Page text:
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The New Arab

Explosives contamination in Mosul is 'of previously unseen magnitude'

Mosul's Old City is littered with unexploded bombs [Getty]

Date of publication: 6 December, 2017

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Iraq's second city of Mosul remains heavily contaminated with unexploded bombs and other remnants of the battle against Islamic State militants, the UN's mine action agency said.
A team of de-mining experts have said the extent of explosives contamination in Mosul is of a "previously unseen magnitude".

Clearance work has begun in Iraq's second city which in July was retaken by Baghdad forces and a US-led coalition after two years of militant rule under the Islamic State group.

The United Nations Mine Action Service (UNMAS) was recently granted access to the Old City of Mosul to assess and clear explosive hazards including homemade bombs and remnants of war to complement the work done by Iraqi security forces.

However such is the extent of the damage that UNMAS has estimated that Mosul's Old City will still need "many years of clearance before being declared free from the threat of explosive hazards", the UN body said in a statement on Wednesday.

"The extent of explosive contamination in Mosul is of a previously unseen magnitude," said Pehr Lodhammar, Senior Programme Manager for UNMAS Iraq.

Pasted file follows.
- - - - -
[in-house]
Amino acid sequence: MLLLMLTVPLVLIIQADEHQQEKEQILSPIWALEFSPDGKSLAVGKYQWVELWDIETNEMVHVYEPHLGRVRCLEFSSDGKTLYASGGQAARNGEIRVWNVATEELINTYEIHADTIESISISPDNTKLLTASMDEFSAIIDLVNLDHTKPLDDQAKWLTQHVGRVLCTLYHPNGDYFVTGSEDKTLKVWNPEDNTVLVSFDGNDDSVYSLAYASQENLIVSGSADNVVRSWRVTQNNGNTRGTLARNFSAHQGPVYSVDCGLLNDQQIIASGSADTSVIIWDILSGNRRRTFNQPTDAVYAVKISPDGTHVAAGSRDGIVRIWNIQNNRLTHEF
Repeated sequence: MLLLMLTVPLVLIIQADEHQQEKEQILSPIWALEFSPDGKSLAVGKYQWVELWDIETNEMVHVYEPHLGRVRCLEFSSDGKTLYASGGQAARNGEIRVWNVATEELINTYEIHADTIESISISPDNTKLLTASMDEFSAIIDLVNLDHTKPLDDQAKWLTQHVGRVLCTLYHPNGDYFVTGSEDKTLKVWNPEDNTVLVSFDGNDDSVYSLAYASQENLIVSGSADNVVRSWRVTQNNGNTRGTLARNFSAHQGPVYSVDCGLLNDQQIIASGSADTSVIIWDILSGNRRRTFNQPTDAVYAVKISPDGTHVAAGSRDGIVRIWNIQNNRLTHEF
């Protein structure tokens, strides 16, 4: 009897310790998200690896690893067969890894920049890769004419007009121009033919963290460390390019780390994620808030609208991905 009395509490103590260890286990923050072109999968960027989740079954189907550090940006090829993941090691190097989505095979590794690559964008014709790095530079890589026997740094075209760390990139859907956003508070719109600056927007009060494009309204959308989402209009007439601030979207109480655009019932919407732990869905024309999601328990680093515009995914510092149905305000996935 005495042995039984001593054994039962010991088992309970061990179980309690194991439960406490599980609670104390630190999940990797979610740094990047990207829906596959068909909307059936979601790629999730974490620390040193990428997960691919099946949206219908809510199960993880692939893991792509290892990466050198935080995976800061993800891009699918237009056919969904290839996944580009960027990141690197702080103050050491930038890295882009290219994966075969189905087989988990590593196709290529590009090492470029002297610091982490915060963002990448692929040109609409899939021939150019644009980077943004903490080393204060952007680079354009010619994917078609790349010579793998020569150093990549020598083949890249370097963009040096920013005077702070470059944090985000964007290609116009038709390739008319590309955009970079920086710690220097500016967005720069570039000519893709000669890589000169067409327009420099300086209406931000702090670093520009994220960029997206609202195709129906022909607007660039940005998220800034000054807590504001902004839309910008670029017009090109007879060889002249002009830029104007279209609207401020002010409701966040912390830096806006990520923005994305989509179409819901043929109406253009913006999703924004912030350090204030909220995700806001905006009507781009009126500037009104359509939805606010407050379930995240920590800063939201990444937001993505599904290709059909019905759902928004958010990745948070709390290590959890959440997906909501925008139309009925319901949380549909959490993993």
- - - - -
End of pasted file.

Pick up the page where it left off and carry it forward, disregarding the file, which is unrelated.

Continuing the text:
"The clearance of explosives creates the conditions for a safe, voluntary and dignified return of internally displaced persons who are striving to return safely to their homes," added Tomas Reyes Ortega, Deputy Head of Mission at the EU Delegation in Baghdad, who recently visited Mosul's Old City together with an EU delegation.

While hundreds of thousands of Mosul residents remain displaced in Iraq and residing in camps, 27 percent of those who fled the fighting have returned to liberated areas of the city – but dangers remain at every corner.

In the first two days of initial assessment in November, more than 100 explosives were reported by civilians and other national agencies to the clearance teams in Ninewa Road, the main street running from east to west through the Old City.

"If the current assessment and clearance pace is maintained and no major events occur, it is estimated that Mosul's Old City will still need many years of clearance before being declared free from the threat of explosive hazards," the statement said.

"Clearing explosive hazards from infrastructure is a critical first step before any rehabilitation can commence."

Reyes Ortega added the EU has recently agreed on a further contribution of 10 million euros in support of UNMAS' work in Iraq.

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